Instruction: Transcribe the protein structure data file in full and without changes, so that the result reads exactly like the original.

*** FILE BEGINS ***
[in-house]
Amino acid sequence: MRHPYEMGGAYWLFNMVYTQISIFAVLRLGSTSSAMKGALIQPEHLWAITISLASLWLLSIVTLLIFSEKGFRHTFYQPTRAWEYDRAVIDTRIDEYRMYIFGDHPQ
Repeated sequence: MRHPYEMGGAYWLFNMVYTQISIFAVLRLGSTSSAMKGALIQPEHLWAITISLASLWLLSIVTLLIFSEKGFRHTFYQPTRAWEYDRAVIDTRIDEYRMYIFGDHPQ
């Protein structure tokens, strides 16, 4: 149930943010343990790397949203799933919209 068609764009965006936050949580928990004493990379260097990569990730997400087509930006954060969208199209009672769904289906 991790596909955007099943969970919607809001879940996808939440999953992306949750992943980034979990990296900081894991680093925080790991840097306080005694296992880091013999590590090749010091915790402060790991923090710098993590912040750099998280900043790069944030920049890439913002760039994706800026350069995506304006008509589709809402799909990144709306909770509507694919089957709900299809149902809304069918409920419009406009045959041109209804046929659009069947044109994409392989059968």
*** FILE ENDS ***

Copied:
[in-house]
Amino acid sequence: MRHPYEMGGAYWLFNMVYTQISIFAVLRLGSTSSAMKGALIQPEHLWAITISLASLWLLSIVTLLIFSEKGFRHTFYQPTRAWEYDRAVIDTRIDEYRMYIFGDHPQ
Repeated sequence: MRHPYEMGGAYWLFNMVYTQISIFAVLRLGSTSSAMKGALIQPEHLWAITISLASLWLLSIVTLLIFSEKGFRHTFYQPTRAWEYDRAVIDTRIDEYRMYIFGDHPQ
């Protein structure tokens, strides 16, 4: 149930943010343990790397949203799933919209 068609764009965006936050949580928990004493990379260097990569990730997400087509930006954060969208199209009672769904289906 991790596909955007099943969970919607809001879940996808939440999953992306949750992943980034979990990296900081894991680093925080790991840097306080005694296992880091013999590590090749010091915790402060790991923090710098993590912040750099998280900043790069944030920049890439913002760039994706800026350069995506304006008509589709809402799909990144709306909770509507694919089957709900299809149902809304069918409920419009406009045959041109209804046929659009069947044109994409392989059968």